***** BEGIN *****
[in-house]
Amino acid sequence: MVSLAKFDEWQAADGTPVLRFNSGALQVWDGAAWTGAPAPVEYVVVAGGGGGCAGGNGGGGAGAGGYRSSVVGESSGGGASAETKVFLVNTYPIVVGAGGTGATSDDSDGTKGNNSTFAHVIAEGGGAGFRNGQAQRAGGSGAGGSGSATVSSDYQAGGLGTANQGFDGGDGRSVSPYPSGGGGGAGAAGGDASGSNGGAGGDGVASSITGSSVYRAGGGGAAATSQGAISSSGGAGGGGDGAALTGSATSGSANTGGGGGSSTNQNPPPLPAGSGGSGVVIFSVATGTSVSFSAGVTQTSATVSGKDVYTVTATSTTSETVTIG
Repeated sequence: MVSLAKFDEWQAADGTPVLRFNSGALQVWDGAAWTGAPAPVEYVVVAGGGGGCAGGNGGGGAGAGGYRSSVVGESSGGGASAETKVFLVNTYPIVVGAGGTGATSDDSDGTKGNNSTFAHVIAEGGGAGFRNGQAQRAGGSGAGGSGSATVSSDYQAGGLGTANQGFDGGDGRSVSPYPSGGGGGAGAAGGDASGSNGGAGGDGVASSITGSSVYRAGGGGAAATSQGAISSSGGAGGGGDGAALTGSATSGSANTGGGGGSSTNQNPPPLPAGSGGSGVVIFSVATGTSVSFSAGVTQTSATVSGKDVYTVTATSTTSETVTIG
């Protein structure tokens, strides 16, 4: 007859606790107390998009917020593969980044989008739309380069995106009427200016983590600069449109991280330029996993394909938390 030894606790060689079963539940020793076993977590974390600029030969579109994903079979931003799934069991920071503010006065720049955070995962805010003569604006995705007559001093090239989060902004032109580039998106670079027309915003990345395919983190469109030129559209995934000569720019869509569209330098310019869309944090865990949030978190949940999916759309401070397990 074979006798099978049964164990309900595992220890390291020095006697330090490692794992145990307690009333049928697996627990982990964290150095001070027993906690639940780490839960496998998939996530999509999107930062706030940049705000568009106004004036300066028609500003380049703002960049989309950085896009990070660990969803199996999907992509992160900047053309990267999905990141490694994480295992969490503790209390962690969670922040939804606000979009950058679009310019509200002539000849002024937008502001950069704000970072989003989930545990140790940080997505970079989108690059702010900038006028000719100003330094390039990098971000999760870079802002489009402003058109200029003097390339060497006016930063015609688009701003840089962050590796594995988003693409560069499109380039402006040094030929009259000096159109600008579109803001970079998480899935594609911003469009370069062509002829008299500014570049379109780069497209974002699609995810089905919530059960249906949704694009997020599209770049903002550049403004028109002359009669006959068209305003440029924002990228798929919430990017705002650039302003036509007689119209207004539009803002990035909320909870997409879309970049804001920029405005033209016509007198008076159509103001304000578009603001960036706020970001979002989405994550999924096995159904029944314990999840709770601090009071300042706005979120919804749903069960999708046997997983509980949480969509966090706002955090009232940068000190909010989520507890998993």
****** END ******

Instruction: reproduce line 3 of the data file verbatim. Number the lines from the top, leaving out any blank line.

Repeated sequence: MVSLAKFDEWQAADGTPVLRFNSGALQVWDGAAWTGAPAPVEYVVVAGGGGGCAGGNGGGGAGAGGYRSSVVGESSGGGASAETKVFLVNTYPIVVGAGGTGATSDDSDGTKGNNSTFAHVIAEGGGAGFRNGQAQRAGGSGAGGSGSATVSSDYQAGGLGTANQGFDGGDGRSVSPYPSGGGGGAGAAGGDASGSNGGAGGDGVASSITGSSVYRAGGGGAAATSQGAISSSGGAGGGGDGAALTGSATSGSANTGGGGGSSTNQNPPPLPAGSGGSGVVIFSVATGTSVSFSAGVTQTSATVSGKDVYTVTATSTTSETVTIG